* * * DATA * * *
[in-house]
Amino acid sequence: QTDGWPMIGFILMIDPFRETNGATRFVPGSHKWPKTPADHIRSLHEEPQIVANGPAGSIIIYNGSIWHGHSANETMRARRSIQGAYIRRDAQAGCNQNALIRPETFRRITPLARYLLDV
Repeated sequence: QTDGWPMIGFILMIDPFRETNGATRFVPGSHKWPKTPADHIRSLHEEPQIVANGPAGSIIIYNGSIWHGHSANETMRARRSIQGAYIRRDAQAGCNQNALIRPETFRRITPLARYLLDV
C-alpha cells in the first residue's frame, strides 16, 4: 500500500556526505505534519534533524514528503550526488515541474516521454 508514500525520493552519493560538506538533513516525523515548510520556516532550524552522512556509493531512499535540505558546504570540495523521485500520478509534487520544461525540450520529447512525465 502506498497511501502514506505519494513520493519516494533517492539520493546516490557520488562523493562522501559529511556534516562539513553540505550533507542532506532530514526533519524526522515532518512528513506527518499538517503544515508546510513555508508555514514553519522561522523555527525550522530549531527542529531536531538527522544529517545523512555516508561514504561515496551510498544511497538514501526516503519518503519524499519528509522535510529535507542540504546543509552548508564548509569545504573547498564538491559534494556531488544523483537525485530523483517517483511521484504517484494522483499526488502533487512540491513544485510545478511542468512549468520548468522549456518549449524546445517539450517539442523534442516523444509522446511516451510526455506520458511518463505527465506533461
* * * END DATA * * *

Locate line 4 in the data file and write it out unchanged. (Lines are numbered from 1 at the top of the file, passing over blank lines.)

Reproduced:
C-alpha cells in the first residue's frame, strides 16, 4: 500500500556526505505534519534533524514528503550526488515541474516521454 508514500525520493552519493560538506538533513516525523515548510520556516532550524552522512556509493531512499535540505558546504570540495523521485500520478509534487520544461525540450520529447512525465 502506498497511501502514506505519494513520493519516494533517492539520493546516490557520488562523493562522501559529511556534516562539513553540505550533507542532506532530514526533519524526522515532518512528513506527518499538517503544515508546510513555508508555514514553519522561522523555527525550522530549531527542529531536531538527522544529517545523512555516508561514504561515496551510498544511497538514501526516503519518503519524499519528509522535510529535507542540504546543509552548508564548509569545504573547498564538491559534494556531488544523483537525485530523483517517483511521484504517484494522483499526488502533487512540491513544485510545478511542468512549468520548468522549456518549449524546445517539450517539442523534442516523444509522446511516451510526455506520458511518463505527465506533461